Saving journalism: thrive again by knowing your news consumer

“The whole society”
“General public”
“Active readers”
“Every citizen”
“Worldwide readership”

These are just a handful of the answers we received from media organizations and journalists on the question: who is your audience? 

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Knocked. For. A. Loop. I was flabbergasted. That couldn’t be right.

You’d think it’s only common sense that you know who you’re writing for, right? At least that was my assumption as a designer. Well, I had to think again. Because many journalists, media organizations and newsrooms don’t know who their public is. And that keeps on surprising me, every day.

Don’t get lost

I have been studying Communication and Multimedia Design in the Netherlands for the last four years, and the very first thing they rammed into our brains, was that you can’t start designing, you can’t start writing and you can’t even start thinking about what to design or write if you haven’t established who your audience is. If you don’t know that, you’ll get lost and you’re just making something without knowing its relevance. Your audience = key.

I learned it the hard way. I’ve done a project for Philips, where they asked us to develop something which would help slow down the process of Alzheimer’s. Full of enthusiasm, off we went: brainstorming about possible solutions for Alzheimer patients. The only thing we knew about the target group, was that they were ‘pretty old’ and would probably forget everything, because that’s what Alzheimer’s is, right?

So we created tons of ideas to help them. Within just a couple of days, we were stuck. Why? Because we didn’t know who we were designing for at all. What did people with Alzheimer’s like? What did they hate? In what environment were they living? It was only after doing intensive desk research, days of observing various people with the disease, interviews with professionals such as carers and doctors, we knew who were dealing with.

We could start all over again with concepting, because all the existing ideas were built on nothing more than assumptions. Turned out that people with Alzheimer’s rarely spoke and some only did when someone else began talking to them. A pretty important thing to know when half of your ideas involve speaking…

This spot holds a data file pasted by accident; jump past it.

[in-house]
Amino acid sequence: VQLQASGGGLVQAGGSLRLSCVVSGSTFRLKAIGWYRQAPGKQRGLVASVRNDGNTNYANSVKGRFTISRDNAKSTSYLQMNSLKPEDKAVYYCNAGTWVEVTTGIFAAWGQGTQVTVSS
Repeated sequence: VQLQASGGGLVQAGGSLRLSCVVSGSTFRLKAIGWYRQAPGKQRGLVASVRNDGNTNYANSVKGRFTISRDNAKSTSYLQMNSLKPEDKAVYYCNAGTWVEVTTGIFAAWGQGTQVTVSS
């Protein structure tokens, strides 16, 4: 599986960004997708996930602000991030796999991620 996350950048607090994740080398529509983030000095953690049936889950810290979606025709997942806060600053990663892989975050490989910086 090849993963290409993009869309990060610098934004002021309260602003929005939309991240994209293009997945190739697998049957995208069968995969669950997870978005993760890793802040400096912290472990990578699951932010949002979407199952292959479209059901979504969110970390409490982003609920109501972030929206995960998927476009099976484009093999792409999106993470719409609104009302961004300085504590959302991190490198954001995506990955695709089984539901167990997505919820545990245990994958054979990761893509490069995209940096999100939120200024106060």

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Flabbergasted again

Years later, I’m a new recruit at Hackastory and I’m researching audience-funded journalism. Goal is to come up with a new concept to help organizations with this new business model. After a little brainstorm, I decided I needed data from these companies. So, I made a list with everything I needed from them. One thing I needed was, you’ll feel it coming, who their audience is – what they liked, what their characteristics were, basically a persona – just like I learned. I passed the list on to Albertine Piels, the Hackastory chief, who then said this to me:

“Luke, not all media companies know who they’re making content for. It’s not common knowledge. We’ll probably have to help them make an analysis of their audience and find out who they are exactly.”

(Psst: you need help with this? Let Albertine know: albertine@hackastory.com)

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Knocked. For. A. Loop. I was flabbergasted. AGAIN.

Let’s thrive again

We all make assumptions about our audience. I’m honest, I’m guilty too. But how can journalism survive if you don’t know your news consumer? How can you inform people with complex stories and information every single day? How can you thrive in this world that is dominated by trends such as individualism and exclusivity when you don’t know that? A world where people want to be seen, known and accepted. A world where people are done with being treated like ‘just some customer’. The answer, in my opinion: they’re not. News companies are struggling to survive and one of the most important reasons is that they absolutely don’t know who they are writing for.

It’s no wonder that methods such as Hackastory’s Method Kit – a collection of exercises and tools to innovate (which we’re working on right now, we’ll keep you informed!) – begin with your audience, making a user journey and a persona for example.

Also, the new CoDesign Methods (in Dutch) consists of steps like expectation mapping, empathy mapping and even a ‘service safari’, all to give you insights into who your audience really is, what they want and what you mean to them (and what they mean to you). It might be a method for design, but the steps are just as important in making good journalism.

Also, IDEO has a great human-centered design kit with methods to know your audience and put them at the center of your creations. The company knows that the users are the most important when creating content, which is certainly the case with renewed journalism. Moreover, IDEO has a great view of how we should assess new business models, starting with the ‘desirable’: do people want it? It’s the order that’s essential here, as they show you eventually have to aim for a mix of human, business and technology, but start with human.

Moral of the story: just get to know your audience. Don’t start writing and don’t start engaging if you haven’t got a clue who you are doing it for. It will be much easier to survive in this world of struggling media companies if you do. So let’s emphasize this just one more time: audience = key.

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